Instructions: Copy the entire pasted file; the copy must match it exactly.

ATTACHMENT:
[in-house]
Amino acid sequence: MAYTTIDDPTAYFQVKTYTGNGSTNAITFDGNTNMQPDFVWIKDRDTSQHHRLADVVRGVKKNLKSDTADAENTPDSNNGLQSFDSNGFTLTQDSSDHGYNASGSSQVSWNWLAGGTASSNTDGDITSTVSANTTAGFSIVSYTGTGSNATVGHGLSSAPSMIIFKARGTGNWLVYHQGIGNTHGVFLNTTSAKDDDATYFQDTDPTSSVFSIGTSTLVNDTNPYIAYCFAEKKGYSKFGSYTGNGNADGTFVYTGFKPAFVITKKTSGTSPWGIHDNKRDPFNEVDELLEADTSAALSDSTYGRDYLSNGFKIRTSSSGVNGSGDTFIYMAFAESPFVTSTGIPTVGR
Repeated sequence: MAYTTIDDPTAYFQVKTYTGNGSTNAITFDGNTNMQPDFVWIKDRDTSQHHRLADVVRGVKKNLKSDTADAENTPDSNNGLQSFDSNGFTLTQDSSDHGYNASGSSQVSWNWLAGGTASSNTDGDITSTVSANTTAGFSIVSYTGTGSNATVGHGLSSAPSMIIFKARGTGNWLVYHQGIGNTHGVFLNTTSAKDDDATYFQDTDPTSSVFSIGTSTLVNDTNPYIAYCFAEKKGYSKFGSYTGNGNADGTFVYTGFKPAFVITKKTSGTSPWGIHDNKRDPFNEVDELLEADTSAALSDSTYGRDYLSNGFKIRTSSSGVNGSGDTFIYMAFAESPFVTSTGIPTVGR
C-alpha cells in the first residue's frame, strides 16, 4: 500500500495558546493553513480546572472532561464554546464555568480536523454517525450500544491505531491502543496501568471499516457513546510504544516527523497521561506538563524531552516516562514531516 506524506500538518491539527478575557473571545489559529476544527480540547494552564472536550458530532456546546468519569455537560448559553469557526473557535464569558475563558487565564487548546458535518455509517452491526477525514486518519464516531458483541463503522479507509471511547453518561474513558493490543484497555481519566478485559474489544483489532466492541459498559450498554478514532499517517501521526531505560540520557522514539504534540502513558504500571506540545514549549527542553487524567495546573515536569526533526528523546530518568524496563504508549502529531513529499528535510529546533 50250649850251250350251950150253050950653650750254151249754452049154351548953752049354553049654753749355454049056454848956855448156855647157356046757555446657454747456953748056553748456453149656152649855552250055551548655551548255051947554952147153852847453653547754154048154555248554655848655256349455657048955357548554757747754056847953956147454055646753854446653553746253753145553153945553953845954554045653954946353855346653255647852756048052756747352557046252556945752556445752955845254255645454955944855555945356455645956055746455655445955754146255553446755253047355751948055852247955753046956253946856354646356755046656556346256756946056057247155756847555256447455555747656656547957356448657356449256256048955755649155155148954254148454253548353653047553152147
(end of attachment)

[in-house]
Amino acid sequence: MAYTTIDDPTAYFQVKTYTGNGSTNAITFDGNTNMQPDFVWIKDRDTSQHHRLADVVRGVKKNLKSDTADAENTPDSNNGLQSFDSNGFTLTQDSSDHGYNASGSSQVSWNWLAGGTASSNTDGDITSTVSANTTAGFSIVSYTGTGSNATVGHGLSSAPSMIIFKARGTGNWLVYHQGIGNTHGVFLNTTSAKDDDATYFQDTDPTSSVFSIGTSTLVNDTNPYIAYCFAEKKGYSKFGSYTGNGNADGTFVYTGFKPAFVITKKTSGTSPWGIHDNKRDPFNEVDELLEADTSAALSDSTYGRDYLSNGFKIRTSSSGVNGSGDTFIYMAFAESPFVTSTGIPTVGR
Repeated sequence: MAYTTIDDPTAYFQVKTYTGNGSTNAITFDGNTNMQPDFVWIKDRDTSQHHRLADVVRGVKKNLKSDTADAENTPDSNNGLQSFDSNGFTLTQDSSDHGYNASGSSQVSWNWLAGGTASSNTDGDITSTVSANTTAGFSIVSYTGTGSNATVGHGLSSAPSMIIFKARGTGNWLVYHQGIGNTHGVFLNTTSAKDDDATYFQDTDPTSSVFSIGTSTLVNDTNPYIAYCFAEKKGYSKFGSYTGNGNADGTFVYTGFKPAFVITKKTSGTSPWGIHDNKRDPFNEVDELLEADTSAALSDSTYGRDYLSNGFKIRTSSSGVNGSGDTFIYMAFAESPFVTSTGIPTVGR
C-alpha cells in the first residue's frame, strides 16, 4: 500500500495558546493553513480546572472532561464554546464555568480536523454517525450500544491505531491502543496501568471499516457513546510504544516527523497521561506538563524531552516516562514531516 506524506500538518491539527478575557473571545489559529476544527480540547494552564472536550458530532456546546468519569455537560448559553469557526473557535464569558475563558487565564487548546458535518455509517452491526477525514486518519464516531458483541463503522479507509471511547453518561474513558493490543484497555481519566478485559474489544483489532466492541459498559450498554478514532499517517501521526531505560540520557522514539504534540502513558504500571506540545514549549527542553487524567495546573515536569526533526528523546530518568524496563504508549502529531513529499528535510529546533 50250649850251250350251950150253050950653650750254151249754452049154351548953752049354553049654753749355454049056454848956855448156855647157356046757555446657454747456953748056553748456453149656152649855552250055551548655551548255051947554952147153852847453653547754154048154555248554655848655256349455657048955357548554757747754056847953956147454055646753854446653553746253753145553153945553953845954554045653954946353855346653255647852756048052756747352557046252556945752556445752955845254255645454955944855555945356455645956055746455655445955754146255553446755253047355751948055852247955753046956253946856354646356755046656556346256756946056057247155756847555256447455555747656656547957356448657356449256256048955755649155155148954254148454253548353653047553152147